Thursday, February 18, 2010

Problems with the Resource Curse Hypothesis

Easterly gives us reasons to be skeptical of the resource curse:
New research argues that empirical work on the Curse suffers from two interrelated problems. First, it uses dependence (the share of GDP from that resource) and calls it abundance (the stock of a resource in the ground). But dependence in turn depends on institutional quality—if you have sound institutions, natural resources take their place along other industries. If not, natural resources will by default constitute a large share of GDP because poor institutions stifle an advanced division of labor. When you look at cross-sectional data using dependence as a proxy for abundance, it will look like natural resources compromise institutional quality.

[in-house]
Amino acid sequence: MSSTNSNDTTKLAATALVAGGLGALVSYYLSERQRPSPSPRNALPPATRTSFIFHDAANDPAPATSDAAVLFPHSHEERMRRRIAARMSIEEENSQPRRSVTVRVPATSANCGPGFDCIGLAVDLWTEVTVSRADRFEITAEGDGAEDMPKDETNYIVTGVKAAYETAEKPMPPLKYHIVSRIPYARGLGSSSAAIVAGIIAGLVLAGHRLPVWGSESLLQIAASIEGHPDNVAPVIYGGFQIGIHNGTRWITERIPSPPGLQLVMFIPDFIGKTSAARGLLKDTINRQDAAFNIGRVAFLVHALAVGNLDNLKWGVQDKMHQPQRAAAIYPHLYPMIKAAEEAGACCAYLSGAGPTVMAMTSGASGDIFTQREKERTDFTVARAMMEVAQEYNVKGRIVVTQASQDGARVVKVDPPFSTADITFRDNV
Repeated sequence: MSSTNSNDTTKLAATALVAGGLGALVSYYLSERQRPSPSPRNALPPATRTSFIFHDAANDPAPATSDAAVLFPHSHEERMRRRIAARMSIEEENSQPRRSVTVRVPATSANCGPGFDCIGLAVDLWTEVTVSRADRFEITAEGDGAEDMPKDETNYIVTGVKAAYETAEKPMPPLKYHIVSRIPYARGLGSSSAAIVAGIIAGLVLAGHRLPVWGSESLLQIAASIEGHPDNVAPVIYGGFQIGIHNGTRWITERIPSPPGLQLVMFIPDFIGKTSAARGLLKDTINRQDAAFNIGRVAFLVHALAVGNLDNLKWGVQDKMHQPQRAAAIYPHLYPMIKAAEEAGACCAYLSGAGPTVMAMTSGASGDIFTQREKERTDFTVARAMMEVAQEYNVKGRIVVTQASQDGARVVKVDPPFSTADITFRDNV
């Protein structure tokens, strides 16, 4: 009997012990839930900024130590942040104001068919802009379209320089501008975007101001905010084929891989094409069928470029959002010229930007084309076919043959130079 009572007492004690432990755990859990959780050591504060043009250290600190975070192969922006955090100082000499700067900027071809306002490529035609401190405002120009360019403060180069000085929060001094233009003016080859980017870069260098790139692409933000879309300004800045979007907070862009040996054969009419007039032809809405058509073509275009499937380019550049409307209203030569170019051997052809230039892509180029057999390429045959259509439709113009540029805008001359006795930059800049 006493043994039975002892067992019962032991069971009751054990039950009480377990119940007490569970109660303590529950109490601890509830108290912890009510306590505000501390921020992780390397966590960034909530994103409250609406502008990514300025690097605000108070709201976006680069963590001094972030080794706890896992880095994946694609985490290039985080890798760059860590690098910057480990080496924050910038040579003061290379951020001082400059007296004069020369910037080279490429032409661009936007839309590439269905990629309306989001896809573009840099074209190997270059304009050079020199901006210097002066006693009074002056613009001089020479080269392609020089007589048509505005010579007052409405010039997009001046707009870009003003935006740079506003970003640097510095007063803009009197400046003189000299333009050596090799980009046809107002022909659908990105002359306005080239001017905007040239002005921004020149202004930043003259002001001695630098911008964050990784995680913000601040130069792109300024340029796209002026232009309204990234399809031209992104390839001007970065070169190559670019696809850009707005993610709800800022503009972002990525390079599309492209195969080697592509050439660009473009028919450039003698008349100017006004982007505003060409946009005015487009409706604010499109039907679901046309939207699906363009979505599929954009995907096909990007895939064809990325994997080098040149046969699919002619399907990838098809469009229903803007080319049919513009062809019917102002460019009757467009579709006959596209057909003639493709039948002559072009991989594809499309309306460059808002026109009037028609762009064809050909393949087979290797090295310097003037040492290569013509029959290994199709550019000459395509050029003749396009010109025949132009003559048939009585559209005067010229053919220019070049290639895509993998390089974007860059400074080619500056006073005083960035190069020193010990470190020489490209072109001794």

The other problem is that oil changes institutions, but there are several links in that causal chain from oil to growth. And how does it stand up to recent research?
  • Christa Brunnschweiler and Erwin Bulte tackle the first problem. They find a positive correlation between resource abundance and both growth and institutional quality, and argue that it is conflict and poor institutional quality that lead to dependence.
  • Stephen Haber and Victor Menaldo ... present evidence that even natural resource dependence does not undermine democratization.
  • Romain Wacziarg corrects for both problems, testing for the effects of high oil prices on democracy using panel data. Again, there is no evidence for the Curse.

[Edit: I had posted this a while back and I'm not sure why it thinks I've posted it brand new.]

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